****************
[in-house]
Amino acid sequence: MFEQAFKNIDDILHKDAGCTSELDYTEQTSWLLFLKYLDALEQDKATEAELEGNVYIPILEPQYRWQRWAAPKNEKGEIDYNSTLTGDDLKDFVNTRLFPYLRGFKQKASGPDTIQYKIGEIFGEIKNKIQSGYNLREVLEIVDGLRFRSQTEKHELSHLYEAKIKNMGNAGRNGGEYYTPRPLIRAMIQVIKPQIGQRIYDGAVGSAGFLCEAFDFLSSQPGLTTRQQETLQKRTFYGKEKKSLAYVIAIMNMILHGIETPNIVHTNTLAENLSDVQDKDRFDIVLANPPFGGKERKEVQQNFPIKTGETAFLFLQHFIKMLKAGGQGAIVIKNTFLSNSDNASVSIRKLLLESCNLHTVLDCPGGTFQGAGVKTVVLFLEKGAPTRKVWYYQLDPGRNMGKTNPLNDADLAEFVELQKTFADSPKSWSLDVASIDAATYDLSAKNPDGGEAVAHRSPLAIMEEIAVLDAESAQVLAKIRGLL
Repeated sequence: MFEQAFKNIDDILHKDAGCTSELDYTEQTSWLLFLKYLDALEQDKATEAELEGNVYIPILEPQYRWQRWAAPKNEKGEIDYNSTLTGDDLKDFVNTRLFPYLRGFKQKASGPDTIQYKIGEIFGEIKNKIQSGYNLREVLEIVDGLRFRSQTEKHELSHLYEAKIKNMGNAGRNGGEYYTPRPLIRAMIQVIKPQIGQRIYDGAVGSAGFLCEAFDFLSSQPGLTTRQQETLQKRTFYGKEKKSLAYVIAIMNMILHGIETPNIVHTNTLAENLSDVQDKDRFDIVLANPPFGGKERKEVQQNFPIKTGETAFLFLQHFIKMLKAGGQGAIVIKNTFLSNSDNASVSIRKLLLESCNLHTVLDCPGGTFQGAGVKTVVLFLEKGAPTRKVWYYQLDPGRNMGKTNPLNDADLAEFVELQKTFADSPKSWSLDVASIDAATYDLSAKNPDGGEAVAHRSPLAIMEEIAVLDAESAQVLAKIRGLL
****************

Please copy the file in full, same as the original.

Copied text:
[in-house]
Amino acid sequence: MFEQAFKNIDDILHKDAGCTSELDYTEQTSWLLFLKYLDALEQDKATEAELEGNVYIPILEPQYRWQRWAAPKNEKGEIDYNSTLTGDDLKDFVNTRLFPYLRGFKQKASGPDTIQYKIGEIFGEIKNKIQSGYNLREVLEIVDGLRFRSQTEKHELSHLYEAKIKNMGNAGRNGGEYYTPRPLIRAMIQVIKPQIGQRIYDGAVGSAGFLCEAFDFLSSQPGLTTRQQETLQKRTFYGKEKKSLAYVIAIMNMILHGIETPNIVHTNTLAENLSDVQDKDRFDIVLANPPFGGKERKEVQQNFPIKTGETAFLFLQHFIKMLKAGGQGAIVIKNTFLSNSDNASVSIRKLLLESCNLHTVLDCPGGTFQGAGVKTVVLFLEKGAPTRKVWYYQLDPGRNMGKTNPLNDADLAEFVELQKTFADSPKSWSLDVASIDAATYDLSAKNPDGGEAVAHRSPLAIMEEIAVLDAESAQVLAKIRGLL
Repeated sequence: MFEQAFKNIDDILHKDAGCTSELDYTEQTSWLLFLKYLDALEQDKATEAELEGNVYIPILEPQYRWQRWAAPKNEKGEIDYNSTLTGDDLKDFVNTRLFPYLRGFKQKASGPDTIQYKIGEIFGEIKNKIQSGYNLREVLEIVDGLRFRSQTEKHELSHLYEAKIKNMGNAGRNGGEYYTPRPLIRAMIQVIKPQIGQRIYDGAVGSAGFLCEAFDFLSSQPGLTTRQQETLQKRTFYGKEKKSLAYVIAIMNMILHGIETPNIVHTNTLAENLSDVQDKDRFDIVLANPPFGGKERKEVQQNFPIKTGETAFLFLQHFIKMLKAGGQGAIVIKNTFLSNSDNASVSIRKLLLESCNLHTVLDCPGGTFQGAGVKTVVLFLEKGAPTRKVWYYQLDPGRNMGKTNPLNDADLAEFVELQKTFADSPKSWSLDVASIDAATYDLSAKNPDGGEAVAHRSPLAIMEEIAVLDAESAQVLAKIRGLL